It snowed: I snowed. It rained: I rained. As if in some pre-verbal state, whatever ‘it’ was, I was too. I was warm in May because the sun was: I couldn’t tell the difference. I was all the world and all the world was me, saturated with presence. Grass. Blue. Tree. Water. Wind.
— Jay Griffiths, Kith: the Riddle of the Childscape (2013)
I can tell you about the search for perfect words but, really, do you know just how those words can have affect for this mind and body and for this sensitivity? Words are like the weather.
The dust and particles of sand blow up from far in the south, from the deserts, across the seas, and high into the stream of the sky. The air turns dense, a sepia-yellow. The wind blows through. The children in the playground whip around. It feels apocalyptic, but it’s the tail of the storm.
Or, sometimes, in moments still and wide, words are great gashes, sweeps and strokes: all dimensions crammed into two. Words are in the vast theatre-flats, the sets of the world.
Through the raindrops on glass, the sky is a thin wash painting: one of Rothko’s experiments, perhaps. Spread below the thick dark grey, a weak orange, a washy yellow, a bright pale blue and a weathered tinge of green — bands that mark beyond the black bare trees.
I can tell you about the need not to break the lovely ghosts of words, but I would need to whisper this. Words are the china-delicacy of time.
The morning is quiet before the day sets in. Let’s just stop time. Here we can be supple, maleable, soft. Things are possible, but just now, in mornings.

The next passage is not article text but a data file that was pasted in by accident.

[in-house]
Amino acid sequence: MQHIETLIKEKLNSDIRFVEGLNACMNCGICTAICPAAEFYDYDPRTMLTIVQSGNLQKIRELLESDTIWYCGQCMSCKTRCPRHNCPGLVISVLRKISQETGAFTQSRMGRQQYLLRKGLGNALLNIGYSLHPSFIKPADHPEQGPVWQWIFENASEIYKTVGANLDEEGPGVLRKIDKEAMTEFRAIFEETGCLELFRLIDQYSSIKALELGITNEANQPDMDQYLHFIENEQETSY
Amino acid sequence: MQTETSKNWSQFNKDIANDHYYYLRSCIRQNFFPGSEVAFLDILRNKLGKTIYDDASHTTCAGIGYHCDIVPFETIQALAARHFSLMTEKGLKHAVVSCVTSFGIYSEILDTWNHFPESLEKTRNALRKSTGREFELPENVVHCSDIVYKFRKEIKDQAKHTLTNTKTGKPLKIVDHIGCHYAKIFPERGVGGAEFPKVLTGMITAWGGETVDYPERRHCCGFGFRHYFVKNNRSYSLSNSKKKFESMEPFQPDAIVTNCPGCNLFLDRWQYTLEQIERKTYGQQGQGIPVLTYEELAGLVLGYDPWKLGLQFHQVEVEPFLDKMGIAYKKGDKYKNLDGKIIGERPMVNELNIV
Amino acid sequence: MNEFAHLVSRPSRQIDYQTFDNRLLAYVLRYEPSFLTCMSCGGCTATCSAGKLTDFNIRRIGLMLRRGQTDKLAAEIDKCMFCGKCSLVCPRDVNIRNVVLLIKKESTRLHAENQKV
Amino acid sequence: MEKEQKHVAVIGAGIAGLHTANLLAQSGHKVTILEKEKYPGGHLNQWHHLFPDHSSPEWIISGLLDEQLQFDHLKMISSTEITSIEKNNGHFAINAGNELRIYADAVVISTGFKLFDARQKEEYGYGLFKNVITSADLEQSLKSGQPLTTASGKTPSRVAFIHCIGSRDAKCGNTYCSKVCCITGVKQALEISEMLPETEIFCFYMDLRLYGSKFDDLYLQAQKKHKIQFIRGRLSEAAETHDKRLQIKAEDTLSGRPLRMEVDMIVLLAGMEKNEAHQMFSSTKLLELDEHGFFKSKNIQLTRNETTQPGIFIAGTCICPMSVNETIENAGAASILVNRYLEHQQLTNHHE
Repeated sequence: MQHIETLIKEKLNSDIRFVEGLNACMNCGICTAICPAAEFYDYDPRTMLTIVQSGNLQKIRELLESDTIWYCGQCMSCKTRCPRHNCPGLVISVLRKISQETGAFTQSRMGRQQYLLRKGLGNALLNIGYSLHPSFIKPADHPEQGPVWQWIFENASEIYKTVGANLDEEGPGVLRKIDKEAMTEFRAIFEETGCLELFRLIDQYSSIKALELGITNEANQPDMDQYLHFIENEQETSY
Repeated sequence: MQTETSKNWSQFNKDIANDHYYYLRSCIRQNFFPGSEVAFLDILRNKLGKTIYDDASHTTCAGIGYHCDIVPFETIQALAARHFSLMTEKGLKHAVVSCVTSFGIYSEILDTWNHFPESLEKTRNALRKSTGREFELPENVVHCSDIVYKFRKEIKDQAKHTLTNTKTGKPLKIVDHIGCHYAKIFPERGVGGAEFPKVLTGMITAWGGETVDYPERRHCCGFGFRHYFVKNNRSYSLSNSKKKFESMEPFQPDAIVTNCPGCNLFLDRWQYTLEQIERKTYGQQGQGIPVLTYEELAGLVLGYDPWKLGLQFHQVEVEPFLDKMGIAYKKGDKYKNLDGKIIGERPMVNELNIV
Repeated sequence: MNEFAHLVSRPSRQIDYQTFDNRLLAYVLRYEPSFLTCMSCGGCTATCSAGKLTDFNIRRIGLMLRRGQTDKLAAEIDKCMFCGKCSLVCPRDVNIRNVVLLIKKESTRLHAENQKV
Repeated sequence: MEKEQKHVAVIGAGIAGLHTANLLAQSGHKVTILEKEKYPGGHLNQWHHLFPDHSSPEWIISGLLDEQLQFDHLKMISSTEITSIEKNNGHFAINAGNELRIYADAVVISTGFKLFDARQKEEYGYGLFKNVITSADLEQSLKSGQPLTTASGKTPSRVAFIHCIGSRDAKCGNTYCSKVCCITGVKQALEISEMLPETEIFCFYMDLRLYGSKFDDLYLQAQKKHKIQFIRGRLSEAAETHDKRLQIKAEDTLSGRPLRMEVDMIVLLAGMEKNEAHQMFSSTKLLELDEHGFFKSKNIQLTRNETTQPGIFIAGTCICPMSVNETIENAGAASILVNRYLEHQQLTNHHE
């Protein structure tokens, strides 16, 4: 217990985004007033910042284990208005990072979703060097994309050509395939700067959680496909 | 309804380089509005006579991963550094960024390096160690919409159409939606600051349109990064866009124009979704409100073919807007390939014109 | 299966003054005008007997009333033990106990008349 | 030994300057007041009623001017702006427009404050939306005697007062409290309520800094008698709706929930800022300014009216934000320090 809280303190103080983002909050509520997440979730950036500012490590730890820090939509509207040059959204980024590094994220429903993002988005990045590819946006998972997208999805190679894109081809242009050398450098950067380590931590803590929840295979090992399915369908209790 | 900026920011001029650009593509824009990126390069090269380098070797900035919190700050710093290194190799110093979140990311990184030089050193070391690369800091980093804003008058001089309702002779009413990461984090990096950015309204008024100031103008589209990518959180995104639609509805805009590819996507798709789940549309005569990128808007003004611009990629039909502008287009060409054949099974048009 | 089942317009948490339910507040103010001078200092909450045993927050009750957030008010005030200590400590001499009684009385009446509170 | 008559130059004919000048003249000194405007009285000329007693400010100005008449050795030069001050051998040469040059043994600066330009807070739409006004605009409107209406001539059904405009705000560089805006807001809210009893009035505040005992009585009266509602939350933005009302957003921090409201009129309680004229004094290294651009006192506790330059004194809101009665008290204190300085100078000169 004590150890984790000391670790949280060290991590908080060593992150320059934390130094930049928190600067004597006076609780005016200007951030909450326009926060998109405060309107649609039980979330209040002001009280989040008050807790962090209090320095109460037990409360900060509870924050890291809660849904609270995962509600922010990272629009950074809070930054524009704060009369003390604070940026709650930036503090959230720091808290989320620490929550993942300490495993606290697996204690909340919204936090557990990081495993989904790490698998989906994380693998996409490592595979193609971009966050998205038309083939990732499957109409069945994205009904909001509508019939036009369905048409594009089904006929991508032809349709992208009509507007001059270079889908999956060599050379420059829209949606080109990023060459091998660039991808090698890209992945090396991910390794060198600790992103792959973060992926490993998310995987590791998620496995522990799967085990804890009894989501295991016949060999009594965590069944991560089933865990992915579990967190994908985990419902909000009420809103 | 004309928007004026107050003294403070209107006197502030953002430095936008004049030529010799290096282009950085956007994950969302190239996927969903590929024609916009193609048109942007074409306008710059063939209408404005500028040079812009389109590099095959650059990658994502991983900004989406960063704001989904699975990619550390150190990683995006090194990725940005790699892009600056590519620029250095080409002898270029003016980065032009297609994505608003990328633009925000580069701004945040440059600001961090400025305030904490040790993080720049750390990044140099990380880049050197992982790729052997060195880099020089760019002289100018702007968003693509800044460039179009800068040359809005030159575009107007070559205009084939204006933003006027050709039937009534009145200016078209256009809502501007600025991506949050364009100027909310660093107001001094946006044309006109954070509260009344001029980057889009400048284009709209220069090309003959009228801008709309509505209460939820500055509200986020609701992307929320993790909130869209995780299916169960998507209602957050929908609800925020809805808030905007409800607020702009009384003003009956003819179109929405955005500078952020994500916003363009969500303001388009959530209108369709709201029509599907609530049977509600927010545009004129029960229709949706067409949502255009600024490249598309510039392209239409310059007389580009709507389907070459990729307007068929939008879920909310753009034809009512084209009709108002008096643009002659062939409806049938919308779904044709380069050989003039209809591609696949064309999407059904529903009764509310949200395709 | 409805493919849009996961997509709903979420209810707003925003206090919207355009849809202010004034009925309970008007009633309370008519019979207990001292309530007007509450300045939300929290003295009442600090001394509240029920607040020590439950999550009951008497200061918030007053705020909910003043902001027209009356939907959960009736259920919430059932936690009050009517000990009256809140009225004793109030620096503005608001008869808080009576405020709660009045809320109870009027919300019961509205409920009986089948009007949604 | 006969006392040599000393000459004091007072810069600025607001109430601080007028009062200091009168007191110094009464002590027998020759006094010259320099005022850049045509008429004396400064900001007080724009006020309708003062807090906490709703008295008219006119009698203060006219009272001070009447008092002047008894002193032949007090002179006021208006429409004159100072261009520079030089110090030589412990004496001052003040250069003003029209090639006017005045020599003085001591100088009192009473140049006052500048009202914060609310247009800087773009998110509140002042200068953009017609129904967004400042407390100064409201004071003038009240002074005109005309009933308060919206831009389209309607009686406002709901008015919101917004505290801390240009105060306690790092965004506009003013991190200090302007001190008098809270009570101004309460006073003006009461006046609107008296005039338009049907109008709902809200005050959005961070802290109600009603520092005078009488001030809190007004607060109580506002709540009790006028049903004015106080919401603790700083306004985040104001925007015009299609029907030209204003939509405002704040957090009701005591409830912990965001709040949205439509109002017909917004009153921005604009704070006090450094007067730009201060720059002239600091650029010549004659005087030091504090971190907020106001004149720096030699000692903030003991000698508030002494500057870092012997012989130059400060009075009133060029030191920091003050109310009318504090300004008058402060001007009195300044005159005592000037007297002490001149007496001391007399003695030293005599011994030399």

We may talk, you and me, but we might not fully comprehend: our own thoughts fall in the way. Words are water, the art of attention.
The river listens to the liquid conversations we have with ourselves: silent us and silent it. Occasionally it speaks, in ripples, but mostly it just waits and hears.
Or, words are a blurring, out and out across the land and sea, back and back through geographies and histories. Words are like waves, hypnotic, sloshing and smearing us out and away.
Here at the sea, the long sweep along the coast to other places known, and what was this rock thousands of years before we built on it? Later, still far back for us, the early travellers are out on the waves.
I can tell you many things, but I don’t have the wisdom of the trees. Words are such as these.
The trees speak, in languages other than words, in words other than sound, in sounds of colour and light. The trees speak in poetry we have to read by standing still.
I can tell you about the search for perfect words but, really, it’s all written in the stars. Or maybe we don’t believe in matters of astrology.
Perhaps in our written words we’re starlight: we should concentrate all efforts on precision and arrangements. We never know who might look on us — how we can be seen.
In the end, at this end, at this moment, I suppose, it is in the nature of nature, the world and its weather, its sets and time, its waters, seas and trees, its in the stars, if we’ll see, that perfect words can be.